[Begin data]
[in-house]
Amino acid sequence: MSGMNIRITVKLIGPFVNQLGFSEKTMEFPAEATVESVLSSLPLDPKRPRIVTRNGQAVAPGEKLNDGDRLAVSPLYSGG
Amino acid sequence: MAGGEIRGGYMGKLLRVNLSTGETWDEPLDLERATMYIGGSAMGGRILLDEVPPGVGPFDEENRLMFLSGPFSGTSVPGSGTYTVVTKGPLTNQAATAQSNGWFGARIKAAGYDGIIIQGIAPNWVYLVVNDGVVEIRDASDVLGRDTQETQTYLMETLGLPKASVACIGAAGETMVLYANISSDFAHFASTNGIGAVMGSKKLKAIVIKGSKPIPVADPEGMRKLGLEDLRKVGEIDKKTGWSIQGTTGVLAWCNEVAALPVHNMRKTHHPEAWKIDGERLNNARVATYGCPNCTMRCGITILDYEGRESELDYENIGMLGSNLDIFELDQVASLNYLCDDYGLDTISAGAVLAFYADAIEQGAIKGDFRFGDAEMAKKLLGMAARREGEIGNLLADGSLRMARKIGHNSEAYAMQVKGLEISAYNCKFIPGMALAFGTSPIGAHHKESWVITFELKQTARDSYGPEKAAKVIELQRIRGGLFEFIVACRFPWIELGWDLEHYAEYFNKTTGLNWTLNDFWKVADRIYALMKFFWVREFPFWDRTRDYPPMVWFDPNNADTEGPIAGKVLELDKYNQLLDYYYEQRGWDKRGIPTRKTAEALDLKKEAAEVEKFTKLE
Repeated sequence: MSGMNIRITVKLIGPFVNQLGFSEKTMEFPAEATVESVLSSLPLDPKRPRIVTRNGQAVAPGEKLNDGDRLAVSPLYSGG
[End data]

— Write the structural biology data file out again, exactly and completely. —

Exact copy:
[in-house]
Amino acid sequence: MSGMNIRITVKLIGPFVNQLGFSEKTMEFPAEATVESVLSSLPLDPKRPRIVTRNGQAVAPGEKLNDGDRLAVSPLYSGG
Amino acid sequence: MAGGEIRGGYMGKLLRVNLSTGETWDEPLDLERATMYIGGSAMGGRILLDEVPPGVGPFDEENRLMFLSGPFSGTSVPGSGTYTVVTKGPLTNQAATAQSNGWFGARIKAAGYDGIIIQGIAPNWVYLVVNDGVVEIRDASDVLGRDTQETQTYLMETLGLPKASVACIGAAGETMVLYANISSDFAHFASTNGIGAVMGSKKLKAIVIKGSKPIPVADPEGMRKLGLEDLRKVGEIDKKTGWSIQGTTGVLAWCNEVAALPVHNMRKTHHPEAWKIDGERLNNARVATYGCPNCTMRCGITILDYEGRESELDYENIGMLGSNLDIFELDQVASLNYLCDDYGLDTISAGAVLAFYADAIEQGAIKGDFRFGDAEMAKKLLGMAARREGEIGNLLADGSLRMARKIGHNSEAYAMQVKGLEISAYNCKFIPGMALAFGTSPIGAHHKESWVITFELKQTARDSYGPEKAAKVIELQRIRGGLFEFIVACRFPWIELGWDLEHYAEYFNKTTGLNWTLNDFWKVADRIYALMKFFWVREFPFWDRTRDYPPMVWFDPNNADTEGPIAGKVLELDKYNQLLDYYYEQRGWDKRGIPTRKTAEALDLKKEAAEVEKFTKLE
Repeated sequence: MSGMNIRITVKLIGPFVNQLGFSEKTMEFPAEATVESVLSSLPLDPKRPRIVTRNGQAVAPGEKLNDGDRLAVSPLYSGG